But I think it's rather cool. It makes numbers and math very interesting to him, and it's occasionally useful. He can scroll down a huge list of numbers (like, say, while playing a game online that involves prices or other number lists) and instantly see patterns in a list of HUNDREDS of numbers, that other people would never see. He says it's just fun to scroll the page down really fast, to see the shapes and colors whizzing by like a carnival :) If he ever needs to find patterns in lists of numbers, he's insanely fast at it.

And this makes me wonder if any of you out there associate number, letters, days of the week, particular sounds, smells, or other things, with color. If you do, leave a comment! And look into synesthesia online -- in the past 20 years, researchers have taken a new interest in this part of the human brain, and they want to know why synesthetes brains seem to have additional processing capabilities that others lack. It's pretty cool!

Monday, November 2, 2009

Not much to say,

But I heard a rumor that November is National Blogging Month (?), so I'd better start rambling - haha!

What's happened lately?
Our church had a soup and sandwich luncheon yesterday for Adam, as the culmination of our Pastor Appreciation Month. We had such a big turnout! 2 new families have started visiting our church in the past few weeks, and we had additional visitors yesterday, so there was a great crowd. Many friends at church have given us cash too, which is a big help right now. It was a blessing.

And we had handbell choir last night. I'm directing it, which is very close to being downright humorous. However, after only 3 rehearsals, they played all the way through "O Come, O Come Emmanuel," and did rather well. We'll be playing that for Advent.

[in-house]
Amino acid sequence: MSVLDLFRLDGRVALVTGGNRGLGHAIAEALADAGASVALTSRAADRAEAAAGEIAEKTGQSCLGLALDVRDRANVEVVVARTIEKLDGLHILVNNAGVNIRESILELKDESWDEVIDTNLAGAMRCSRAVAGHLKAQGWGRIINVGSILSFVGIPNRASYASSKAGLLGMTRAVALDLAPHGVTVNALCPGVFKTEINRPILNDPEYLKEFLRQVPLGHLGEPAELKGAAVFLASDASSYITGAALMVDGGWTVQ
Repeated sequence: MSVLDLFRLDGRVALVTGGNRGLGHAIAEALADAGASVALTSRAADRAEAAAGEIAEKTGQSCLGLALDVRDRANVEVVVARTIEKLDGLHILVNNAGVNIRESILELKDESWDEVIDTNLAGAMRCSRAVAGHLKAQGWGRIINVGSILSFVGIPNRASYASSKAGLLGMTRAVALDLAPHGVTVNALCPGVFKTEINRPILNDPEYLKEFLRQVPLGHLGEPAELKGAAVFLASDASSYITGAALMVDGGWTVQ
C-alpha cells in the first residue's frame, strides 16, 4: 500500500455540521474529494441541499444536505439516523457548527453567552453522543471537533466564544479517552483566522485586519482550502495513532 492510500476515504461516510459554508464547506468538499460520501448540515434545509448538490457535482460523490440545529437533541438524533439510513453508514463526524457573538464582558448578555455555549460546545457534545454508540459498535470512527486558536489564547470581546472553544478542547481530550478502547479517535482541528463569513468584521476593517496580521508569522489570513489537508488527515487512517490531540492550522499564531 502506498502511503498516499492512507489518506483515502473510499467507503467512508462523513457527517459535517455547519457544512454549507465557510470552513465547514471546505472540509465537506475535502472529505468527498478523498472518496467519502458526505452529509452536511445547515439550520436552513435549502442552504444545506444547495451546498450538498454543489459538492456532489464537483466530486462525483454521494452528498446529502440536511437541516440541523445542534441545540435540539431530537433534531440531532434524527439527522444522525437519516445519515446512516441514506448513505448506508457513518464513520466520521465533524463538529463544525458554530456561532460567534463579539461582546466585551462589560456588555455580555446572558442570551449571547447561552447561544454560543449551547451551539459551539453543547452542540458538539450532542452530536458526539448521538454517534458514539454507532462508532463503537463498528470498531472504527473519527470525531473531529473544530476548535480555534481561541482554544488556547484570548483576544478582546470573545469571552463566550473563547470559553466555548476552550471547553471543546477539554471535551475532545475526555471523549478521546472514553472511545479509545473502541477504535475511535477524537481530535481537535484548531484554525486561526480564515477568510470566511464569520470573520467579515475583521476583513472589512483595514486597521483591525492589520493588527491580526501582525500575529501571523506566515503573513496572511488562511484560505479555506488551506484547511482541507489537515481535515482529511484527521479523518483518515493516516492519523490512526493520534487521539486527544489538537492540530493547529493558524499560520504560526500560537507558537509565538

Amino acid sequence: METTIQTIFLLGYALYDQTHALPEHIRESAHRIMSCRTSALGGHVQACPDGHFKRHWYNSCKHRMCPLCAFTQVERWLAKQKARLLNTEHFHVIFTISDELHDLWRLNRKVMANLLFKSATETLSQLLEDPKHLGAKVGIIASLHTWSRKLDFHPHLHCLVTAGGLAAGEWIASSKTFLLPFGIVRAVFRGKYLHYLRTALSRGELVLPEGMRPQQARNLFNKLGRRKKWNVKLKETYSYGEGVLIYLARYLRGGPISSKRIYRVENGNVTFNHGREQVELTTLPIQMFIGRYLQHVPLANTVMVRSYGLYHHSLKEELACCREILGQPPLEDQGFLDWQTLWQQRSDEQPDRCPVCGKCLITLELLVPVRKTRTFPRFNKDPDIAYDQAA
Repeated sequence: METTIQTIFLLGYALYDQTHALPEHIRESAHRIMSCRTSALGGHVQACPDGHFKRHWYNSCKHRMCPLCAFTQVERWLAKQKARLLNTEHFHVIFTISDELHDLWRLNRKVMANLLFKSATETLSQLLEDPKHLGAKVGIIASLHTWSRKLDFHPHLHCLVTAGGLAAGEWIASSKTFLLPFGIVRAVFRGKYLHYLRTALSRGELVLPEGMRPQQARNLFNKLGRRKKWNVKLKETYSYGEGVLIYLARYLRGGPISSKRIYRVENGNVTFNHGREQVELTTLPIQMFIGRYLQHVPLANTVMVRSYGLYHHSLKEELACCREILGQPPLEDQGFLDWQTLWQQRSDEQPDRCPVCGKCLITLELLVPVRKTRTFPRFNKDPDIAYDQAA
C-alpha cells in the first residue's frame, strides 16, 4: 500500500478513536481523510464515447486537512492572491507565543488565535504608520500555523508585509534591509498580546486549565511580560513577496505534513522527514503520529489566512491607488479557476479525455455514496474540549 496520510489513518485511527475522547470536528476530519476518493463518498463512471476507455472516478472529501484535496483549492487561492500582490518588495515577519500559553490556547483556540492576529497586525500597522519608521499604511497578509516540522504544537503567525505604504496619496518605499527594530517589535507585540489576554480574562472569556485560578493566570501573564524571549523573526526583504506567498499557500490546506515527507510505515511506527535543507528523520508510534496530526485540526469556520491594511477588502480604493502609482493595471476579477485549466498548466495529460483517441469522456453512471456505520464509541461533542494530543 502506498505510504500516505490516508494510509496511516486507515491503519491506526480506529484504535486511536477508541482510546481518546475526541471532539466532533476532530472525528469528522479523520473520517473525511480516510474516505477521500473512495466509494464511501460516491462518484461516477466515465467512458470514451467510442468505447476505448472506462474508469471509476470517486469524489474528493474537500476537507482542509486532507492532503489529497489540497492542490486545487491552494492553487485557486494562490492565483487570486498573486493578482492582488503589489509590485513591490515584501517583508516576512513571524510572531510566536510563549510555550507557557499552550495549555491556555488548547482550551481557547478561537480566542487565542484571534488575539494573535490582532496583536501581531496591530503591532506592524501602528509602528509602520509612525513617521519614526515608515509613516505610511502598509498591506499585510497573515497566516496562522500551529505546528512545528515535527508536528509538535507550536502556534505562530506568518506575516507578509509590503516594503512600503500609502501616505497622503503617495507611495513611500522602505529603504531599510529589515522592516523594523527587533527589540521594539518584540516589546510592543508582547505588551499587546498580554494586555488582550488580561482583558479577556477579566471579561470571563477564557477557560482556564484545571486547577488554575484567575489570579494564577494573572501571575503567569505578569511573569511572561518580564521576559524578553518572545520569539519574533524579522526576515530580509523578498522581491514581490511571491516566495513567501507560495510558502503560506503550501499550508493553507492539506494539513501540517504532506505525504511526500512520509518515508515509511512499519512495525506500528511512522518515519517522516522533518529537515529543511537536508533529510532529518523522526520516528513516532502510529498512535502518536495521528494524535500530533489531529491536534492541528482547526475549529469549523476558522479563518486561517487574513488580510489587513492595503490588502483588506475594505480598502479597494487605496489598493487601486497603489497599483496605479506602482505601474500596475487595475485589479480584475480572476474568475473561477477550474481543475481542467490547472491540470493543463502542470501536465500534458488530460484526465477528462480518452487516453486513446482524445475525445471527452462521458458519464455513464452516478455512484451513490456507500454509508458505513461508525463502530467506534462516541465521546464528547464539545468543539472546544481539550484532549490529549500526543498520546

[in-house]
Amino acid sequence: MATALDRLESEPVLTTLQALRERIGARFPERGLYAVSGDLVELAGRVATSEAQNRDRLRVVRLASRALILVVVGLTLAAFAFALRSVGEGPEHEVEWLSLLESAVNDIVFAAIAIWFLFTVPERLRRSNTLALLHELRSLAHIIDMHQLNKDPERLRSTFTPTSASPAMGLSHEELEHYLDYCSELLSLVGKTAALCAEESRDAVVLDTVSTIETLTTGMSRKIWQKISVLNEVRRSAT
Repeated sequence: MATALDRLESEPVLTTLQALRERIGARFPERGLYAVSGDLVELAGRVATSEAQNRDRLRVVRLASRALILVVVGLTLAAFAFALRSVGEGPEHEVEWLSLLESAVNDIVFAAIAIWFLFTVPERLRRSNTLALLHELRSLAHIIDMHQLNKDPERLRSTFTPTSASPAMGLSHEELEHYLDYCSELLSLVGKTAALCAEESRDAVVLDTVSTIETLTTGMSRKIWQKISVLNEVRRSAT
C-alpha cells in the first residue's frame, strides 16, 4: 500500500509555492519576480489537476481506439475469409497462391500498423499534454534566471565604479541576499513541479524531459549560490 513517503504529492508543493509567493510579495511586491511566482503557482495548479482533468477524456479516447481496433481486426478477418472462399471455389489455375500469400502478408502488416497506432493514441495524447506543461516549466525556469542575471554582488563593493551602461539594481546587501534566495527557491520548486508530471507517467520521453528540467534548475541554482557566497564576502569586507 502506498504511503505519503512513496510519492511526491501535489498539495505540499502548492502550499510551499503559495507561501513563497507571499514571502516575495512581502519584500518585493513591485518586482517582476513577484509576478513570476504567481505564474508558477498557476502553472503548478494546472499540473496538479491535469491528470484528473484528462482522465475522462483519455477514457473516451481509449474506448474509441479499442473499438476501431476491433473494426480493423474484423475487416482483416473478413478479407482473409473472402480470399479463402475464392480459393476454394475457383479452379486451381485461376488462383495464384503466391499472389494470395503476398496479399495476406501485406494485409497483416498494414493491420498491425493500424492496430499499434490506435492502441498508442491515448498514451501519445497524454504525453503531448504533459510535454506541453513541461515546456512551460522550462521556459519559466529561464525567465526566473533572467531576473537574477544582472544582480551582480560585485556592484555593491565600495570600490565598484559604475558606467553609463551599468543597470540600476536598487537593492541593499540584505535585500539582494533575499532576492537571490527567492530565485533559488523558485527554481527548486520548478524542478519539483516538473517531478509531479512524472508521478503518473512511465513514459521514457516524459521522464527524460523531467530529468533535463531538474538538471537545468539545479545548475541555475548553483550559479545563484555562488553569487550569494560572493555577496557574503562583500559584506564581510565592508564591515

My ear hurt last night, so I decided to put some rubbing alcohol in it. Somehow -- how? -- I bumped the bottle of alcohol and it fell to the floor, splattering alcohol into the corner of my eye. So I quickly put my head in the sink and began flushing my eye with water. (It hurt quite a bit!) Meanwhile, from the floor I hear "glug, glug, glug" of rubbing alcohol on the floor. Now my bathroom smells like a nursing home, as Adam says.

Today we dove back into school again, with 3 weeks to go until Thanksgiving Break. The only subject that's been a bit of a disappointment is Adam's science class with the high schoolers. For some reason they are not fond of grinding the lens of a telescope for many hours; however, this is necessary if you want the final result! So, now they are slogging through the textbook only (its own form of a 'grind'), and Adam is sorry that perhaps his telescope project, which he's longed for since childhood, may still not materialize.

Today at WalMart I found whole turkeys on sale for 40 cents/ pound, so I got one. They were playing Christmas music, and I was imagining the aroma of turkey flowing through the house all afternoon, some time this week. But when I got home, I soon found that I have absolutely, positively NO ROOM in my frig or freezer for a turkey!

So I suppose turkey is on the menu tomorrow evening, after it thaws, and that aroma will be here faster than I thought!

No other news. Philip seems happy at college. Peter's soccer tournament is this weekend, and he's "pumped," as they say. He's enjoying our church's youth group and all the young people there. The girls are content at being home like they are, and they adore our new puppy, Sandy.
And Adam, who has realized that he really must look around for other work in case the church position does not pan out, has a job interview in Charlotte next Monday. He redid his resume, and it seems to have produced results! He's encouraged, and although it is sad that he's now applying for secular jobs, he's glad to be moving forward. We still pray that, if God wants him to be a pastor, He will honor Adam's efforts in that direction, and open the door.